Along with my regular posts at SeanMcDowell.org, I am now featuring some of my former students in the Biola Apologetics Program. This post is by my friend Timothy Fox, who helped me with both the Awana Advocates curriculum and the updated and revised Evidence that Demands a Verdict. He also blogs at Free Thinking Ministries and you can follow him on Twitter at @TimothyDFox. Enjoy!
How To Be a Better Apologetics Communicator
By Timothy Fox
So you want to be an apologetics writer or speaker. Or maybe you already are one. How can you be a better communicator? Here are five quick pointers:
1. Watch Your Language
No, I don’t mean profanity. I mean your vocabulary. If you’re like me, you’re immersed in the apologetics world. You read apologetics books, you listen to apologetics podcasts, you devour all things apologetics. So you’re used to the language, the ideas, the jargon. But your audience may not be. Find ways to communicate without using “insider” language. Always imagine what someone completely new to apologetics would think of your writing or talk. Have an “outsider” review your material (more on this later). And if you absolutely must use special apologetics vocabulary, be sure to carefully – and simply – define your terms.
2. Hone Your Craft
Did you ever have a teacher who was a genius but terrible at teaching? It’s easy for apologists to fall into the same boat. Knowledge is not enough. Sincerity is not enough. If you want to be an effective Christian apologist, you must hone your craft. Read books or blogs on communication. Attend writing workshops or public speaking conferences. A book that has impacted my writing tremendously is On Writing Well by Howard Zinsser. If you’re a writer, buy a copy. Now. And make sure you proofread! Nothing will bring you from professional to amateur in a reader’s eyes faster than spelling and grammatical mistakes. Give your best in all you do. Hone your craft.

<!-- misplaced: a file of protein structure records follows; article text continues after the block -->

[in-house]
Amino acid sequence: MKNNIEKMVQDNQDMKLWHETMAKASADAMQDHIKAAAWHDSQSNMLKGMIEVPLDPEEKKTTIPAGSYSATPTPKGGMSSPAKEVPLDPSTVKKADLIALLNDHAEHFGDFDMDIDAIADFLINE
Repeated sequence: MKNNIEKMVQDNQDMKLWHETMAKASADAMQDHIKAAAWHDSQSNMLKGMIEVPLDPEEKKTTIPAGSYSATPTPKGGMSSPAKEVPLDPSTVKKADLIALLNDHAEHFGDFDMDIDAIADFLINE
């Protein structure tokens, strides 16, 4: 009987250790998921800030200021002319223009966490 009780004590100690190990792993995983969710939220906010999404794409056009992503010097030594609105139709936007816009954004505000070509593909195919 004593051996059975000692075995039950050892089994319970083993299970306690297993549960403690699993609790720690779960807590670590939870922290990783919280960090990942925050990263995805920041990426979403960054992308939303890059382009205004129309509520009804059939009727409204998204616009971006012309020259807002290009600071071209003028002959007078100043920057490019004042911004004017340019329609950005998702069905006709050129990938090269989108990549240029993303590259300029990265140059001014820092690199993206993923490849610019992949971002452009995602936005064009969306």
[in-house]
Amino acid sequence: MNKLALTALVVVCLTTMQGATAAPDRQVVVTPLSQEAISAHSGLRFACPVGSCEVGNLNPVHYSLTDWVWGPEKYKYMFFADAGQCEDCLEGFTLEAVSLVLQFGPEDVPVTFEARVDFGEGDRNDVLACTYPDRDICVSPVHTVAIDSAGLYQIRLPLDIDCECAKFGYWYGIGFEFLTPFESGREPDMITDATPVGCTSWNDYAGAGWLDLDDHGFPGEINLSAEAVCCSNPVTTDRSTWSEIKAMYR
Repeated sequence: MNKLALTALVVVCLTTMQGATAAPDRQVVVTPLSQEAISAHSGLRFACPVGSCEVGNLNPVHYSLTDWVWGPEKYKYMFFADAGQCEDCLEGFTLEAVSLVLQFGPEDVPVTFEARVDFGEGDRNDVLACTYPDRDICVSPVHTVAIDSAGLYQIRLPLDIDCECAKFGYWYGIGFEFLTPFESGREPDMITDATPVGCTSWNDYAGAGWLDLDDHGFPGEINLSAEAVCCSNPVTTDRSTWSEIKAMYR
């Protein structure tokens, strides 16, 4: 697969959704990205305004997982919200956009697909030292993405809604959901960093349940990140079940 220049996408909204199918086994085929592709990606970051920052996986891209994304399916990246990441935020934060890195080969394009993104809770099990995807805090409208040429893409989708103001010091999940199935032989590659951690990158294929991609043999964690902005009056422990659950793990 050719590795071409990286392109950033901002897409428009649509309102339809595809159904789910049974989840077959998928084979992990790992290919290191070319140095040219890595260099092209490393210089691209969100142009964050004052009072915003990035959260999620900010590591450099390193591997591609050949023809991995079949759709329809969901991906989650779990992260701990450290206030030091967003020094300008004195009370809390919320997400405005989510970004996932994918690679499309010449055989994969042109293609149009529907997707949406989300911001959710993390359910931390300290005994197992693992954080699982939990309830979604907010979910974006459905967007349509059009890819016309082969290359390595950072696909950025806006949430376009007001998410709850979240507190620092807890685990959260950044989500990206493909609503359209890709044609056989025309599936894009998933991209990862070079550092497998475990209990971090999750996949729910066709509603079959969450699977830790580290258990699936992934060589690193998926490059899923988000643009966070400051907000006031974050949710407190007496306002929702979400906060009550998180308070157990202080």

3. Stay on Target
One of the best pieces of communication advice I’ve ever received is to make one point and make it well. Everything you say should strengthen or reinforce your one point. I’ve read many apologetics articles where I was halfway through and wondered “What was the point again?”
You may have an awesome quote or anecdote. But does it really strengthen your point? If not, remove it. You have an objection that kinda, sorta relates to your topic. Delete it. If you have more to say about a subject, write another article. Stay on target so your audience always knows exactly what your point is. Make one point and make it well.
4. Get Feedback
I hate criticism. Hate it, hate it, hate it. But getting others’ feedback has improved my writing greatly. Have other people review your material and give their honest opinion. You need someone to tell you “this doesn’t make sense,” “your logic is faulty here,” or “this is worded poorly.” I have apologetics “insiders” check my argumentation and logic and I have “outsiders” make sure my content is understandable and readable. Both are important!
5. Reach the Head and the Heart
The rise of apologetics is a wonderful thing, showing that there is a place for logical types (such as myself!) within a Church that has been largely feelings-driven. However, we apologists run the risk of being too cold and rationalistic, turning into emotionless "apolo-bots." But not everyone is like us. Some will never be argued into the kingdom of God through evidence and logic. They want to see that Christianity is good and beautiful, that it meets humanity’s greatest needs and desires.
Apologetics doesn’t need more syllogisms. It needs more stories! There’s a reason why C.S. Lewis and G.K. Chesterton have withstood the test of time. They engaged the imagination to bridge man’s reason and passions. If we apologists truly want to impact the culture, we need to reach both the head and the heart.
These are just some pointers on how to be a better apologetics communicator. It takes work, but stay at it. Keep it simple. Keep it clear. Hone your craft and get feedback. Target both the head and the heart of your audience.